When it comes to choosing fabric for your window treatments there are a few things you should consider, including: color, pattern and style, and durability and thread count.

Image Source: Flickr

Image Source: Flickr

Color
You’ll need to decide if you want the curtains to blend with the decor or to pop. For blending, pick curtains that are the same tone as the wall but a few shades darker, or choose a non-dominant subtle color in the room (a soft shade from the rug, say). A bold color will work like an exclamation point (if you’re looking to add some wow). Also keep in mind that in a space where the sun shines through unlined curtains, the color will infuse the room. Blue can be eerie; pink, cheery. Source: RealSimple

Pattern and Style
If you are using a patterned fabric, it is important that you realise you will require quite a lot more fabric than if you have a plain colored fabric, as you will have to allow extra meterage for the pattern repeat of the fabric. This allows all joins to be made to match the pattern across the which means the curtain. So it falls into the budget category of selecting fabric, as you will need more meterage, at you will spend more on your fabric price.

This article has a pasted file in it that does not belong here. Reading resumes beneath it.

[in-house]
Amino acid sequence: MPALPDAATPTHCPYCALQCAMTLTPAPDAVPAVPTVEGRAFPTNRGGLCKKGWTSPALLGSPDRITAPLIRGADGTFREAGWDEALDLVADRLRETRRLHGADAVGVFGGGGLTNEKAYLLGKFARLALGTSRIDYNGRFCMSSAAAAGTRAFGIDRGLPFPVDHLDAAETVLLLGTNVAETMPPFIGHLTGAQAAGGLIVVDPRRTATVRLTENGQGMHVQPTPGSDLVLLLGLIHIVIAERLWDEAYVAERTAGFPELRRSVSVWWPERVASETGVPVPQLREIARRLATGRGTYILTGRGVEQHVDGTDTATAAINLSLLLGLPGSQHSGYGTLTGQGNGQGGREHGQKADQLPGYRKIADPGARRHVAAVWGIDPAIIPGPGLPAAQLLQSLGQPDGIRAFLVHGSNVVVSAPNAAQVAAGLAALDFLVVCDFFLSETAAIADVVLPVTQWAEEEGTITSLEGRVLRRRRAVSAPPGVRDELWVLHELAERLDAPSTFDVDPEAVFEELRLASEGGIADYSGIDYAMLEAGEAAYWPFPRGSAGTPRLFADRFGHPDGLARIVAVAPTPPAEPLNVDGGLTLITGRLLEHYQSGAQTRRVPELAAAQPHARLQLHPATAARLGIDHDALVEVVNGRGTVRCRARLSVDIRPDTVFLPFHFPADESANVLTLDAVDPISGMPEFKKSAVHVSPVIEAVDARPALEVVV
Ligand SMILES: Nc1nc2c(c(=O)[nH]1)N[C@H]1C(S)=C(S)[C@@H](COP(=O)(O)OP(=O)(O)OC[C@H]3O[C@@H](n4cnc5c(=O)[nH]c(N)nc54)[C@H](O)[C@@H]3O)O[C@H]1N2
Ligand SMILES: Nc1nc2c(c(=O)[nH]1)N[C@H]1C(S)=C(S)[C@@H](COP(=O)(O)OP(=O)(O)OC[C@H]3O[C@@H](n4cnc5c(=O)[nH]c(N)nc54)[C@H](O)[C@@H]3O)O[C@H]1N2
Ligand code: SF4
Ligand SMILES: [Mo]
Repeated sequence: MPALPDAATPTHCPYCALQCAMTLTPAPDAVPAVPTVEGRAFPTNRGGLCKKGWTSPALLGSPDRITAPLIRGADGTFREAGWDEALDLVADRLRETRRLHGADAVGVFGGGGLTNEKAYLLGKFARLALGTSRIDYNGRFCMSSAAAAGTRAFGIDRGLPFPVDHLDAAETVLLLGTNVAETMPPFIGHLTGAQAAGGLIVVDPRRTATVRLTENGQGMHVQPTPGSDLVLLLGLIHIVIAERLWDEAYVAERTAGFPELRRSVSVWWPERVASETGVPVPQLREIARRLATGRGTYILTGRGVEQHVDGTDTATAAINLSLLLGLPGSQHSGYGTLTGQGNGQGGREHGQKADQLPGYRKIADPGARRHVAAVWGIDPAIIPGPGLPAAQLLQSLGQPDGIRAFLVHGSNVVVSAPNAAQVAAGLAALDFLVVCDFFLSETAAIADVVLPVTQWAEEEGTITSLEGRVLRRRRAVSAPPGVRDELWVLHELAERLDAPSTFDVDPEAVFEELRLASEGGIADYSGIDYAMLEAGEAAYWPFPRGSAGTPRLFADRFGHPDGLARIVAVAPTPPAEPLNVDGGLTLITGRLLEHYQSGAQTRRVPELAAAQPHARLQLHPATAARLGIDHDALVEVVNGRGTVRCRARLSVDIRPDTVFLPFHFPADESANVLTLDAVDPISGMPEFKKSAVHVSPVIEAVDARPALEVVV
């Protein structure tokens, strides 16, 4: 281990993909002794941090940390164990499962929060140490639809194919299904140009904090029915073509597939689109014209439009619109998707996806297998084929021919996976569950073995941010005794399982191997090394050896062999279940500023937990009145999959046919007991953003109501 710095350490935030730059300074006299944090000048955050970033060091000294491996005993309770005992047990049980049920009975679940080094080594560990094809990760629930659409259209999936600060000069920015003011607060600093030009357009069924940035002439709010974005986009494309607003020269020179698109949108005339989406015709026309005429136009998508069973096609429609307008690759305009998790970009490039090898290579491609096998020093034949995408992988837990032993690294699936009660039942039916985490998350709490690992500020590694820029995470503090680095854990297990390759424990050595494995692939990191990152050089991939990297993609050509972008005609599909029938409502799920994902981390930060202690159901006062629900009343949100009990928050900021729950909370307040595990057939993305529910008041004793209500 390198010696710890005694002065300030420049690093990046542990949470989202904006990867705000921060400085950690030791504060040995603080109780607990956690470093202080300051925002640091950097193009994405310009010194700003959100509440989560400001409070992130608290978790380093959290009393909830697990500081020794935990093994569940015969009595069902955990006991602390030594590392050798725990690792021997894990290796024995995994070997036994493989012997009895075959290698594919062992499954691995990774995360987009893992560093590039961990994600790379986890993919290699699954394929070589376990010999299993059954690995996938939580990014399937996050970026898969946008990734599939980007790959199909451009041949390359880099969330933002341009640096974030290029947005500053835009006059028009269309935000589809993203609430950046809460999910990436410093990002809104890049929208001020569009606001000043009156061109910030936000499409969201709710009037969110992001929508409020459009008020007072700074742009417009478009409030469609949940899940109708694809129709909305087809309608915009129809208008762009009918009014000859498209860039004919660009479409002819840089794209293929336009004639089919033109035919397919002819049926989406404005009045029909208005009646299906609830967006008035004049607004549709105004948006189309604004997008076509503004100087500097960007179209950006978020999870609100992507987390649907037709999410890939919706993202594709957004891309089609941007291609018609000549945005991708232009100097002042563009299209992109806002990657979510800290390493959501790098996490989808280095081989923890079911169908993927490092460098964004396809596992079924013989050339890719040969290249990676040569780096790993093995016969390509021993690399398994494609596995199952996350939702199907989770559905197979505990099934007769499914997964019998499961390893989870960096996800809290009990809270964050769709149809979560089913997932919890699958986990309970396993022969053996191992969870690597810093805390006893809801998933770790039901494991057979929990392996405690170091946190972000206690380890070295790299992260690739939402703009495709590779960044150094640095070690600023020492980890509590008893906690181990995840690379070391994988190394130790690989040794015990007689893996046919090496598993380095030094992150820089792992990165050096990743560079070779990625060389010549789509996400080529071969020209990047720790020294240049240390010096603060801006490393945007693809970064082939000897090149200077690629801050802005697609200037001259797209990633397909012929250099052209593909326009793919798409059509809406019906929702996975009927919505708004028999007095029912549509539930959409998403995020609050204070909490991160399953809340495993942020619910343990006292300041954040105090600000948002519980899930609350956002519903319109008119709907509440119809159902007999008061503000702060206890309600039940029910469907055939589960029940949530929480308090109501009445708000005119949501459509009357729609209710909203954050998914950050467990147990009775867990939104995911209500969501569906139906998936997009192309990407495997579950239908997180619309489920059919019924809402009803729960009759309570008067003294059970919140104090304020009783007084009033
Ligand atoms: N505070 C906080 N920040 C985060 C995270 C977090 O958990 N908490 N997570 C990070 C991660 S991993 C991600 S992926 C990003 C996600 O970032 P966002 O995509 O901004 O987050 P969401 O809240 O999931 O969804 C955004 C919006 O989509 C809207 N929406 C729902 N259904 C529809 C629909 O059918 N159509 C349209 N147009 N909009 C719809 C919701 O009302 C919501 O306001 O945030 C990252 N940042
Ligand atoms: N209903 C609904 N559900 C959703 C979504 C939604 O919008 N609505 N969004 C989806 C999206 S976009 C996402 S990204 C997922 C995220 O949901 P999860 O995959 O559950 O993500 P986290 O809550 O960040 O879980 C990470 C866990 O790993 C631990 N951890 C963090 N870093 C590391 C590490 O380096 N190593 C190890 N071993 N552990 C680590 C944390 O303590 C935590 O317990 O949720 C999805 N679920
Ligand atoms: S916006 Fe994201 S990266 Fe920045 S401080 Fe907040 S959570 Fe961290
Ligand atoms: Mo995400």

Stripes – vertical striped curtains give the appearance of making a room look taller and horizontal curtains appear to make the room look wider.
Styles – already covered but does influence the fabric selection, ie chintz for an english country look, cherry blossom on silk for a Japanese theme, if you used them in the opposite way they would both be beautiful fabrics but totally inappropriate for their style or theme. Source: Education.InteriorDezine

Durability and Thread Count
Over time, the sun can damage all fabrics, but silks are especially prone to sun rot. Some of the window fabrics least prone to sun rot are chintzes, brocades, and cotton canvas.
Generally speaking, decorator fabrics have a higher thread count than fabrics used for making clothes, so decorator fabrics last a bit longer. Some of these fabrics need to be dry-cleaned; check the fabric bolt tag or cylinder tag. Source: Dummies

 

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